Identity and Transience

A few months ago I was experimenting with printing images onto tracing paper, maps and graph paper and layering them. The tracing paper makes me think about transience, and because of the counselling course I’ve been thinking about identity. The things that make up who I am, about what I could remove and still be me. When I’m thinking about transience, I’m thinking about the way things pass. Good and bad.

One of the tracing paper images was an image of clouds. They represent several things to me; the most obvious being bad feeling, clearly. But these clouds are taken from a plane, the journey being transient, the fear I felt getting onto that plane now gone. The experiences I had in New York, the good and bad, now gone.

Another tracing paper image is one of my parents; again, they represent both good and bad. It’s a very poignant image for me. They’ve caused me a lot of pain. They represent a lot of bad things. But this image was taken before I knew them, and what they were then has passed out of existence. It reminds me that I’m a parent, and I want my children to have a better feeling when they look at an image of me than I do when I look at this image. In a way I’m proud of my parents here. But I think that’s because my parents were always the young, cool ones. The beautiful ones. Maybe all style and no substance, unless substance is schizophrenia and raging narcism, obviously. One day my children will all leave home. This family, although it feels very solid and immovable now, is transient too.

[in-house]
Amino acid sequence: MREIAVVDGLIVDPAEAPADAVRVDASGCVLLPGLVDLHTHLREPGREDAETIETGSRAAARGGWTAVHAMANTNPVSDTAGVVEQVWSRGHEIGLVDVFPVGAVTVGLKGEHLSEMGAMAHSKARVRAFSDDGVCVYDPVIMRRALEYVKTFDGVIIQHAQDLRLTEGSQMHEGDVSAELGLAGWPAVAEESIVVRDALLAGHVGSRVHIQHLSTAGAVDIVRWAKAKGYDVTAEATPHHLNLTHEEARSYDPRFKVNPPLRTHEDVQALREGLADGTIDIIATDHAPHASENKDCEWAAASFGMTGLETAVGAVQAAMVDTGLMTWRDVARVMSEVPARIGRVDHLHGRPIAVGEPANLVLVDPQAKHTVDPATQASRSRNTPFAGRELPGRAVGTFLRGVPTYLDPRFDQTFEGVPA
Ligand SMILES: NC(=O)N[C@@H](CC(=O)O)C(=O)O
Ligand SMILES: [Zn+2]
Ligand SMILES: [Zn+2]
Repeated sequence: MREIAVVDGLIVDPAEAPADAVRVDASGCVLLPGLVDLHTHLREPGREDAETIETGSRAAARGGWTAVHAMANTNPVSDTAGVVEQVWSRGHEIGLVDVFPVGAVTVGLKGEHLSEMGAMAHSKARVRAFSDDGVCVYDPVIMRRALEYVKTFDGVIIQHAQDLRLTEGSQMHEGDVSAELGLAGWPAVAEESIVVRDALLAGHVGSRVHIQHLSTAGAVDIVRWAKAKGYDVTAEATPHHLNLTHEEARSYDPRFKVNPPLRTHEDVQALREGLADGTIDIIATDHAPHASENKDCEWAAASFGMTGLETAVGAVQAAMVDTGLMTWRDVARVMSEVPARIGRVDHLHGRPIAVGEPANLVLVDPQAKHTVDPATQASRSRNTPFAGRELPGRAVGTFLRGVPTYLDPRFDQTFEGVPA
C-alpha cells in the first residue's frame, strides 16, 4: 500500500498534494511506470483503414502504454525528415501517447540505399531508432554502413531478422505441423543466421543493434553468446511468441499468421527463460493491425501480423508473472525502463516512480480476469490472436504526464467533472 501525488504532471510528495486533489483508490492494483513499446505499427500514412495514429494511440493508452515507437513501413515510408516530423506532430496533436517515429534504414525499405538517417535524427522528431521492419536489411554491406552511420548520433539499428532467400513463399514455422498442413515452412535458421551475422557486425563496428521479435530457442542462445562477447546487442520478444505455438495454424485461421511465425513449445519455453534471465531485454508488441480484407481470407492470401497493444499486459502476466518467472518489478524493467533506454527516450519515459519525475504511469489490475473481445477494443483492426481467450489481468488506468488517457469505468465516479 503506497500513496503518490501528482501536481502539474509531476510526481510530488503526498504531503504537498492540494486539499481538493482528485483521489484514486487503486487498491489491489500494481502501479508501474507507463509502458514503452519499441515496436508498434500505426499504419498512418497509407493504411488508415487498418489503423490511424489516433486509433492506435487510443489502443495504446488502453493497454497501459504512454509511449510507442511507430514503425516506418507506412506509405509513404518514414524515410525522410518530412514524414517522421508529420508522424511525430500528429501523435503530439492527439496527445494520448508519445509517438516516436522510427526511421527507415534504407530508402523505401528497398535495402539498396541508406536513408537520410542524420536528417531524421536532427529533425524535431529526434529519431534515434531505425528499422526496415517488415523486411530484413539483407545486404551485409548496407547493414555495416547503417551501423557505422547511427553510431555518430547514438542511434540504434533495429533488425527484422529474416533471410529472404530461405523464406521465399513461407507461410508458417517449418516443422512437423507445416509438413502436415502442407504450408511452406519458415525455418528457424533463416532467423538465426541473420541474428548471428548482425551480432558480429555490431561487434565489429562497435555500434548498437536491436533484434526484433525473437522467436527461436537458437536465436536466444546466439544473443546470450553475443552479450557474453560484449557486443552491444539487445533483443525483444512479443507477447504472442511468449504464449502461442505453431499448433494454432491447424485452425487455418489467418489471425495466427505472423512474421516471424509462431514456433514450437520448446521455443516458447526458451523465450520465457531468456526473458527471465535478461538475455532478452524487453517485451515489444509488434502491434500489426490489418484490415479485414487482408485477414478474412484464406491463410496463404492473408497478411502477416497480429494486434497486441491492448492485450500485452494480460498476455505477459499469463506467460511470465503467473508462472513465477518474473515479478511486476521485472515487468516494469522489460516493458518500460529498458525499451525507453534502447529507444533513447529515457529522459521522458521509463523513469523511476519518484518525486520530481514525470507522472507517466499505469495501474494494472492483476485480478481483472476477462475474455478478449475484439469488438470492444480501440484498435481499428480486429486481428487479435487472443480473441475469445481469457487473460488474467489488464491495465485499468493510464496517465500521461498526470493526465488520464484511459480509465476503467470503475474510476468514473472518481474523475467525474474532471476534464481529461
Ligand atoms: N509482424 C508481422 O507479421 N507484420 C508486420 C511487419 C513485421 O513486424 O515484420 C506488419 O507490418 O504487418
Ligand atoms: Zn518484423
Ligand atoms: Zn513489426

The violin represents music, which clearly is transient and that is what makes it so beautiful. I had a lesson today with my teacher Richard. Sometimes I get a great sound and I’m pleased, other times I feel like chucking the damn violin through the window and giving up. I wonder if I will be able to play it forever? What if I get arthritis when I’m old and can’t play? I wonder what that will feel like? I can’t imagine not being able to play; it would feel like a mini death every time.

The final image is me. I took this about a year ago, so I haven’t changed significantly over that time. But I know I won’t look this way forever. When I was a teenager I got bullied about my appearance every single day – mainly it was because of my unruly, curly hair. It seemed that nobody could see past it. But looking back it must have been other things too; I was usually dressed in clothes that had already been worn by two cousins, so nothing fashionable and mostly falling to bits. I was worn down by my parents; from the constant criticism from my father and from caring for my mother and dealing with her mental health problems. I was never allowed to be a child, and other children picked up on that. Anyway, it took a long time for me to feel comfortable with the way I look, but I have to live with the knowledge that it’s not forever; as I get older I will inevitably change and I wonder what that will do to me? The bullying didn’t last, no-one makes fun of the way I look now. They haven’t done for years. But maybe that will change and the comments will start again; this time that I look old or whatever. What will they say, and how will I take it?



january upload (6 of 103)
Layering of images taken on on tracing paper. Self-portrait, violin, and clouds.
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This was my favourite image from these experiments. It’s a layer of an old Photo Booth image of my parents aged about 16 or so, and and self portrait of me taken on Photo Booth on an iMac in 2016.

Published by Sarah Cassin Scott


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